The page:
Invasive Species Management

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Need Noxious Weed Advice?

We are able to answer calls and questions. Our hours are Mon -Thur 6:30 am - 5 pm.  See our contact information on the right-hand side of this page.

What We Do

Orange hawkweed flowerhead.The Jefferson County Invasive Species Management program provides the public with information and offers solutions for managing invasive species and supports good stewardship of the land.  

We ensure the compliance with Colorado’s noxious weed, forest pest, and agricultural vertebrate pest regulations on private, county, and state lands.  We also provide technical assistance and support to county departments who are responsible for managing county owned lands.

The program coordinates with private, local, state, and federal agencies to achieve regional pest control.

Who We Are

Canada thistle flower.Our staff includes the Invasive Species Management Coordinator and limited summer help.

Weed of the Month

Each month we will feature a noxious weed to help landowners identify weeds they may encounter on their property.

Knotweed

January 2022

Knotweed

Within North America the invasive knotweeds can be found throughout the northern Midwest and coastal regions.  Originally from Asia, knotweed has been planted as ornamentals since the 1800s.  These large plants have since moved into riparian areas and are forming huge thickets.  

The roots are rhizomatous and change the physical structure of creeks and rivers, which can result in severe erosion and collapse.  In areas like the states of Oregon and Washington, this has severely impacted some native fish spawning regions.  The plants can also grow through asphalt and building foundations.   Knotweeds are also known to be invasive and control efforts are undertaken in Europe, England, New Zealand and Australia.

In Colorado, Japanese, Bohemian, and Giant knotweeds are A-List noxious weeds. Giant knotweed is not well known in Colorado.  Previous reports of Giant knotweed may have been misidentified and are probably the hybrid.

Some features you can use to distinguish the different types include plant height, leaf size, leaf hairs, and size of flower clusters. (Knotweed Comparison Chart)

Bohemian knotweed is a hybrid between Japanese and Giant knotweed. The features are in between both parents and can sometimes be confusing.  

Reproduction includes vegetative through stem and rhizome fragments. There is some seed production but it is complicated.  Plants may have perfect or single sex flowers that may or may not be fertile.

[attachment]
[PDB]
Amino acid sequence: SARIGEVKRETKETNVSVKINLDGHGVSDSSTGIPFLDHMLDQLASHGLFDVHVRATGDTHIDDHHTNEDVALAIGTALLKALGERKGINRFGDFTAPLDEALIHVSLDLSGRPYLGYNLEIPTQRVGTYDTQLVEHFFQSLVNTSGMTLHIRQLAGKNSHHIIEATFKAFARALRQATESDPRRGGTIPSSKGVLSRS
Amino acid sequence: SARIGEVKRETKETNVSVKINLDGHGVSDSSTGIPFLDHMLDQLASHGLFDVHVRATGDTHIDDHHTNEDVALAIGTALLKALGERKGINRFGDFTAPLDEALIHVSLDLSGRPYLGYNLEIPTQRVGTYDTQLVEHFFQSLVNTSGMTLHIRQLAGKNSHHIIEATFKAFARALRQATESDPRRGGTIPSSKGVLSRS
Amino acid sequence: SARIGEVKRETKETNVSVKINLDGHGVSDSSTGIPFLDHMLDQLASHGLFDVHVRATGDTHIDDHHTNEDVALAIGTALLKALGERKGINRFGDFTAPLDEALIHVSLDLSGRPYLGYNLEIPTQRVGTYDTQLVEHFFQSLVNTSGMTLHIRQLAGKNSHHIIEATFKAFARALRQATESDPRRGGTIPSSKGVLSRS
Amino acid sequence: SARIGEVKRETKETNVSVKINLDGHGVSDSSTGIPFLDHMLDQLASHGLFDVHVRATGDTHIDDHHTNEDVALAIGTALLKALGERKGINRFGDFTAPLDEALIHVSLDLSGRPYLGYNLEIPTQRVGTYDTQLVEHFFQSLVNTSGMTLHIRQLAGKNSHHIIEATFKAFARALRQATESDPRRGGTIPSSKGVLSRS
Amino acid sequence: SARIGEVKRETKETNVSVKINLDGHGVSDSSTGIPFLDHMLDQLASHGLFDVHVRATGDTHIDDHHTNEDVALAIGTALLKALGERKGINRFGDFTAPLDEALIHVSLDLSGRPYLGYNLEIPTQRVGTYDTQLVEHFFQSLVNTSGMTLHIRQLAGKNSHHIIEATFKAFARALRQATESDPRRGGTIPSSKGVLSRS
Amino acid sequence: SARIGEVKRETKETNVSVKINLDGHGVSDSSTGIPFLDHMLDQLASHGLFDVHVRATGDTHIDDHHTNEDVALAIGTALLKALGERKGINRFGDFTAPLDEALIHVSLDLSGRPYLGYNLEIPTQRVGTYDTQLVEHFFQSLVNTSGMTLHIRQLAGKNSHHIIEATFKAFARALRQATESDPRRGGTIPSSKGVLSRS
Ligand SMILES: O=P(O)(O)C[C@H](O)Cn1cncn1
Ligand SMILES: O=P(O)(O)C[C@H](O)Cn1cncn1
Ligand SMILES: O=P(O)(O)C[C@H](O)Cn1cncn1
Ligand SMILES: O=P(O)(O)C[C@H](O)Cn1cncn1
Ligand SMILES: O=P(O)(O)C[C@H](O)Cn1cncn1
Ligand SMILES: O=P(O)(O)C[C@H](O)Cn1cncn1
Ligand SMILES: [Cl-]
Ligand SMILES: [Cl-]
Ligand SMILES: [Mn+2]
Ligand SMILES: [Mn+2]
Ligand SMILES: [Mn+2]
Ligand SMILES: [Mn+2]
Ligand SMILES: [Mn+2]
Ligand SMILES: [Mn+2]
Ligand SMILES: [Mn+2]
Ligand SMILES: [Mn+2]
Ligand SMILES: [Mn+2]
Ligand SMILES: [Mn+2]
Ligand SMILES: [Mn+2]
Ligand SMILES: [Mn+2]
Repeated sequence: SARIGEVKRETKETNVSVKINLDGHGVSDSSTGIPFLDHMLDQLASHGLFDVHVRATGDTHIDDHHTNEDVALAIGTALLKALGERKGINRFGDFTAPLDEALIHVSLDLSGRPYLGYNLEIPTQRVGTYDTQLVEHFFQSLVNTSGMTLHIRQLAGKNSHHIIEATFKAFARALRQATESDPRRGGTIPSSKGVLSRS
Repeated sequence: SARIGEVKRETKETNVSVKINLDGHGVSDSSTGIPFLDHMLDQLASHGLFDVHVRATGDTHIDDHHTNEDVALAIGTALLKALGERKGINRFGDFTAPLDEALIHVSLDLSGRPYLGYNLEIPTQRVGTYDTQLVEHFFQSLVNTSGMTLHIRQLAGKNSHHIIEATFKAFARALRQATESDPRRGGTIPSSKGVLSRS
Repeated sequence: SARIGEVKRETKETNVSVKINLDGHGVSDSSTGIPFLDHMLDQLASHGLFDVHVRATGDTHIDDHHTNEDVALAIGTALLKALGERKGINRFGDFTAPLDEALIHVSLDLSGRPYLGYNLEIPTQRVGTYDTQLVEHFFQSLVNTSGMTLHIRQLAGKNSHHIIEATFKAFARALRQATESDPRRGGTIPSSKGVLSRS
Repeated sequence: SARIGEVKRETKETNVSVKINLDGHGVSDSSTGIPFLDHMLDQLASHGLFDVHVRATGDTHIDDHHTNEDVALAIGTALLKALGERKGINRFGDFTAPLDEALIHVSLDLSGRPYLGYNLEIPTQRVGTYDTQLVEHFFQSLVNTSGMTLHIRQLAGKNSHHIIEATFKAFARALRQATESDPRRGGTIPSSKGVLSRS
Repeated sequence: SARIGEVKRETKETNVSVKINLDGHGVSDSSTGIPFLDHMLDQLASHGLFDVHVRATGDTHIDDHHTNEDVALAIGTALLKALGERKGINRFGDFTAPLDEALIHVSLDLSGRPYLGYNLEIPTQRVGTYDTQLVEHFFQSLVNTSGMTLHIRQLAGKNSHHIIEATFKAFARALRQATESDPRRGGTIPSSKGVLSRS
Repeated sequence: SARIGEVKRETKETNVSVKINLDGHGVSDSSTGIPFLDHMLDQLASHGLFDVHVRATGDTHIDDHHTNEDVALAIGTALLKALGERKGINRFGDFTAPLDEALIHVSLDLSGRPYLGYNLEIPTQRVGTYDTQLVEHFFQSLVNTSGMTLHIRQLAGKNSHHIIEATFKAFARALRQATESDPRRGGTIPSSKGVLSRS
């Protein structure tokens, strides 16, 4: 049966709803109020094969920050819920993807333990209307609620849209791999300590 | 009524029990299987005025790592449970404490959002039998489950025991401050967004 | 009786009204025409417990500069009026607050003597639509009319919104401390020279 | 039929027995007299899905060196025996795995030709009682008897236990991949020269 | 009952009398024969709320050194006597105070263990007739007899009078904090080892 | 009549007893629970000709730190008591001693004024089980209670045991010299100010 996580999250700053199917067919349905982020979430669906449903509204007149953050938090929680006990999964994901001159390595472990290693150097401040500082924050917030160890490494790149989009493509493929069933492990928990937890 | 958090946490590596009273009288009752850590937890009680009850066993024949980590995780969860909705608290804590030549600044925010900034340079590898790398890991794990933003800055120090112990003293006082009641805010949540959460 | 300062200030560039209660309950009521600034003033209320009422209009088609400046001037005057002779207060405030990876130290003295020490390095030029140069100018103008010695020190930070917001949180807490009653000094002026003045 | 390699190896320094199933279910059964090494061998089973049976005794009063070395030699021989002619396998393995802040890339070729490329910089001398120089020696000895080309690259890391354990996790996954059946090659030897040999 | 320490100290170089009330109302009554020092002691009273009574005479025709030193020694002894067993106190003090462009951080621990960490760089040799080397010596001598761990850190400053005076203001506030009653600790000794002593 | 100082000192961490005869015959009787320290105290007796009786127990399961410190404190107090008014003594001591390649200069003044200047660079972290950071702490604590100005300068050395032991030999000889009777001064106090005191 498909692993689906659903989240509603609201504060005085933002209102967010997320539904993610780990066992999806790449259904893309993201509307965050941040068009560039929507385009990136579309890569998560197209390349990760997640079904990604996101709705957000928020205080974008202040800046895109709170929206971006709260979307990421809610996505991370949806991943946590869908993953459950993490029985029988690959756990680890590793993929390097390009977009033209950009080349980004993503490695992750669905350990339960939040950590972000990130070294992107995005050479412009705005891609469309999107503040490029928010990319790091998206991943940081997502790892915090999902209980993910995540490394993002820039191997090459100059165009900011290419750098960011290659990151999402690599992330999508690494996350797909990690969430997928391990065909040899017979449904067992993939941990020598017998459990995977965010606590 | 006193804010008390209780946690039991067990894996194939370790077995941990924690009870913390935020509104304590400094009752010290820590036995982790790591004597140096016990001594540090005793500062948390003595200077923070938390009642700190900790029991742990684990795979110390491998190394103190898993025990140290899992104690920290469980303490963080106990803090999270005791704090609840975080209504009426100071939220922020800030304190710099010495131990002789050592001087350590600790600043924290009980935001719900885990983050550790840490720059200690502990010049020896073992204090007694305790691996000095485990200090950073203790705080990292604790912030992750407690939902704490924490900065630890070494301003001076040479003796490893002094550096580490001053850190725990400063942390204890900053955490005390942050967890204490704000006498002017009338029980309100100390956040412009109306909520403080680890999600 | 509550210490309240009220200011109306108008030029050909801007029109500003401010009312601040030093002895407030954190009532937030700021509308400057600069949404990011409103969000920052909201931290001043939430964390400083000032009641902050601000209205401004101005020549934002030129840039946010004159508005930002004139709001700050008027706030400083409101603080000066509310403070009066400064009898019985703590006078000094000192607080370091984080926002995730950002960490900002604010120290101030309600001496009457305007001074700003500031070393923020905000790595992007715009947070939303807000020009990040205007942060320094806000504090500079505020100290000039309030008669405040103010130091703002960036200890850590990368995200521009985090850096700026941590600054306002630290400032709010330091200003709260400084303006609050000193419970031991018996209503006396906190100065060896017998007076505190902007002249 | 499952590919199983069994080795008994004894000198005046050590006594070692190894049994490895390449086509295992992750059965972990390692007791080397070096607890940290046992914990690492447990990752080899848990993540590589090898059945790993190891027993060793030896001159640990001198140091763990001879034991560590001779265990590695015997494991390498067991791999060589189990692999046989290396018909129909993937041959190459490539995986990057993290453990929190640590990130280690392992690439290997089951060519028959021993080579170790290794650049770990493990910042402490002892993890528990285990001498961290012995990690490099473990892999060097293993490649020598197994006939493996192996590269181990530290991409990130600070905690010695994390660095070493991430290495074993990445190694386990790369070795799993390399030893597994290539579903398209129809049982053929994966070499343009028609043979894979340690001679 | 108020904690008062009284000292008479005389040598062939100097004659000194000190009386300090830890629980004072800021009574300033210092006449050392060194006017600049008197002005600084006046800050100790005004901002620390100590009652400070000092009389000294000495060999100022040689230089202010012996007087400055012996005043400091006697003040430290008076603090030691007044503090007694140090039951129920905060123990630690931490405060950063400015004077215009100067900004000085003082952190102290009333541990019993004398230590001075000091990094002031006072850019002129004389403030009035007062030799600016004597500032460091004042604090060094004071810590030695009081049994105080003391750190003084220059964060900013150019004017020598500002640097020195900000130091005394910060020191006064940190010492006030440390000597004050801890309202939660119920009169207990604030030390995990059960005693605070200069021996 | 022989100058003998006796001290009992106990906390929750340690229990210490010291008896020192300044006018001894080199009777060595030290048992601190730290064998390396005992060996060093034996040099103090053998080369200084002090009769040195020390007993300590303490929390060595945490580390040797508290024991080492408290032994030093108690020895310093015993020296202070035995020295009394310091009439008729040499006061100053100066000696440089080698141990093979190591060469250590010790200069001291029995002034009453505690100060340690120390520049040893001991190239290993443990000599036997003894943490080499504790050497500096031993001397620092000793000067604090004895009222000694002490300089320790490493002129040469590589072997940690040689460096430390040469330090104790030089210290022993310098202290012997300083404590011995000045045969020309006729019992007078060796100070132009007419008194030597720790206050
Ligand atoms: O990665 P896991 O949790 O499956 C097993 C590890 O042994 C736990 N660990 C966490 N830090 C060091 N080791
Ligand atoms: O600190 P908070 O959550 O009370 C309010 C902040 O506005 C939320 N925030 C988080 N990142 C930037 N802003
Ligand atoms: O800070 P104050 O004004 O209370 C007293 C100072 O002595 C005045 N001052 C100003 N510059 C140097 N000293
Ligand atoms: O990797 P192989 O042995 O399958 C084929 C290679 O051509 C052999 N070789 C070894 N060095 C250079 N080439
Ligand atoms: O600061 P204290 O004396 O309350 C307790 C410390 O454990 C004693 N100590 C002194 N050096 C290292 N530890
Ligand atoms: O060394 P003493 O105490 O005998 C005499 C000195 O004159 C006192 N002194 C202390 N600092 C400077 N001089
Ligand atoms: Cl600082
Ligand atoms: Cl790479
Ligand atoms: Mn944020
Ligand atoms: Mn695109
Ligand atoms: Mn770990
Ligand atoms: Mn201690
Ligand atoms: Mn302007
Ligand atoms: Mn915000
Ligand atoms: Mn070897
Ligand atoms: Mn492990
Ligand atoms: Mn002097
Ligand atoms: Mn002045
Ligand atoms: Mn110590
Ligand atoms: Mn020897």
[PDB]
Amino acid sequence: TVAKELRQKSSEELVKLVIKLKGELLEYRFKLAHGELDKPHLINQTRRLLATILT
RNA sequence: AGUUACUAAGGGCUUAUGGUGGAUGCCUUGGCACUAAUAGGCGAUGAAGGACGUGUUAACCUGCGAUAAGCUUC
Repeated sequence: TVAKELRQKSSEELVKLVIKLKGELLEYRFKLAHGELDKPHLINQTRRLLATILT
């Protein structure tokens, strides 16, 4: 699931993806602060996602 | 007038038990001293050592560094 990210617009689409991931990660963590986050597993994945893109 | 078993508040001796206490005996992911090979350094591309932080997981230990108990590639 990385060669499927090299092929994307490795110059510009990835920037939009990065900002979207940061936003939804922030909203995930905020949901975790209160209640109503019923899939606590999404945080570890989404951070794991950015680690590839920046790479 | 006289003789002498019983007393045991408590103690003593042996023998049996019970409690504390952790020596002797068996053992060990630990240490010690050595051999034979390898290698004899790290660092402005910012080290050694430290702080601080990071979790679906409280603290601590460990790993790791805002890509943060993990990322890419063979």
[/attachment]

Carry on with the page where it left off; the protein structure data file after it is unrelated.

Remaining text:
Control requires repeated treatments because the extensive roots and rhizomes will resprout.  The roots can be 6 feet deep and the rhizomes 65 feet long.  First reported in Colorado in 1939, the knotweeds are now found in about 10 of our 63 counties.

 

RESOURCES

 EDDMaps - Japanese knotweed        

 Invasive Species Centre – Bohemian knotweed

 Michigan Department of Natural Resources

 Jones, Daniel, Stephen Pike, Malcolm Thomas, and Denis Murphy. 2011. “Object-Based Image Analysis for Detection of Japanese Knotweed s.l. Taxa (Polygonaceae) in Wales (UK).” Remote Sensing 3 (2): 319–42. https://doi.org/10.3390/rs3020319.

 Japanese knotweed – CABI

 Bohemian knotweed – CABI

 Giant knotweed - CABI

Native Grass Profiles

5394336-WEB-Bruce Bosley
1214062-WEB-Dave Powell

Western Wheatgrass

(Pascoplyrum smithii)      

Photos courtesy of bugwood.org

Western wheatgrass is a long-lived perennial grass that likes sunny, dry, sandy sites.  Its elevation range is between 3000 and 9500 feet. 

This cool-season grass grows erect to 30 inches tall and has rhizomes that form sod.  The narrow (about ¼ inch wide) leaf blades are blue-gray to green and are stiff with a mid-rib.

This grass flowers in June-August.  The flowers are arranged in 4- to 6-inch-long heads.

The ligule is fibrous and reduced.  The auricles are purplish and clasp the stem.

The best time to plant is mid-March through mid-April.

Western wheatgrass is used as forage for livestock and wildlife.  Because of its root structure it is used in revegetation projects and as a soil stabilization species.

Lady Bird Johnson Wildflower Center

NRCS  - Plant Profile (pdf)

SEINET - Plant Description

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A Landowner's Guide - Developing a Noxious Weed Management Plan

We developed this guide to assist landowners.  The information provides steps to develop a management plan for properties that have noxious weeds.

Download your copy

yellow_flag_iris Weed Spotter

The Weed Spotter program is a citizen science based effort to detect 6 high priority species on Jeffco Open Space parks.  Learn more at our Citizen Science page.